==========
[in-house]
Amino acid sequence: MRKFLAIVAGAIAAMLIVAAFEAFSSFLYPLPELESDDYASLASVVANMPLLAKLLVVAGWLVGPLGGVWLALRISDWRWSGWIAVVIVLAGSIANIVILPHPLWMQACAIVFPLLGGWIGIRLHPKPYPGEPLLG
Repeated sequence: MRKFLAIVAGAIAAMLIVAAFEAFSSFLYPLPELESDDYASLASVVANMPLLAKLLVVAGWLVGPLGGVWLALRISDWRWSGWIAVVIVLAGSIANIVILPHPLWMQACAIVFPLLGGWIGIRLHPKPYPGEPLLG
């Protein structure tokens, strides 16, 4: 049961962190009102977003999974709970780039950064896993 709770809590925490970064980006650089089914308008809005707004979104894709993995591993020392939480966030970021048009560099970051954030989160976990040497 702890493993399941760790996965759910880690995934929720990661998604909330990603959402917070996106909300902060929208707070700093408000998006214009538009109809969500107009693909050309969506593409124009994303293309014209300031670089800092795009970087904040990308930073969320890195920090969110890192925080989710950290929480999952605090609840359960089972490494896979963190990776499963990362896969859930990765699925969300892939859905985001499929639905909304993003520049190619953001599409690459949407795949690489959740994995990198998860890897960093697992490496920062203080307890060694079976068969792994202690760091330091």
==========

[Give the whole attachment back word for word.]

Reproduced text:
[in-house]
Amino acid sequence: MRKFLAIVAGAIAAMLIVAAFEAFSSFLYPLPELESDDYASLASVVANMPLLAKLLVVAGWLVGPLGGVWLALRISDWRWSGWIAVVIVLAGSIANIVILPHPLWMQACAIVFPLLGGWIGIRLHPKPYPGEPLLG
Repeated sequence: MRKFLAIVAGAIAAMLIVAAFEAFSSFLYPLPELESDDYASLASVVANMPLLAKLLVVAGWLVGPLGGVWLALRISDWRWSGWIAVVIVLAGSIANIVILPHPLWMQACAIVFPLLGGWIGIRLHPKPYPGEPLLG
């Protein structure tokens, strides 16, 4: 049961962190009102977003999974709970780039950064896993 709770809590925490970064980006650089089914308008809005707004979104894709993995591993020392939480966030970021048009560099970051954030989160976990040497 702890493993399941760790996965759910880690995934929720990661998604909330990603959402917070996106909300902060929208707070700093408000998006214009538009109809969500107009693909050309969506593409124009994303293309014209300031670089800092795009970087904040990308930073969320890195920090969110890192925080989710950290929480999952605090609840359960089972490494896979963190990776499963990362896969859930990765699925969300892939859905985001499929639905909304993003520049190619953001599409690459949407795949690489959740994995990198998860890897960093697992490496920062203080307890060694079976068969792994202690760091330091």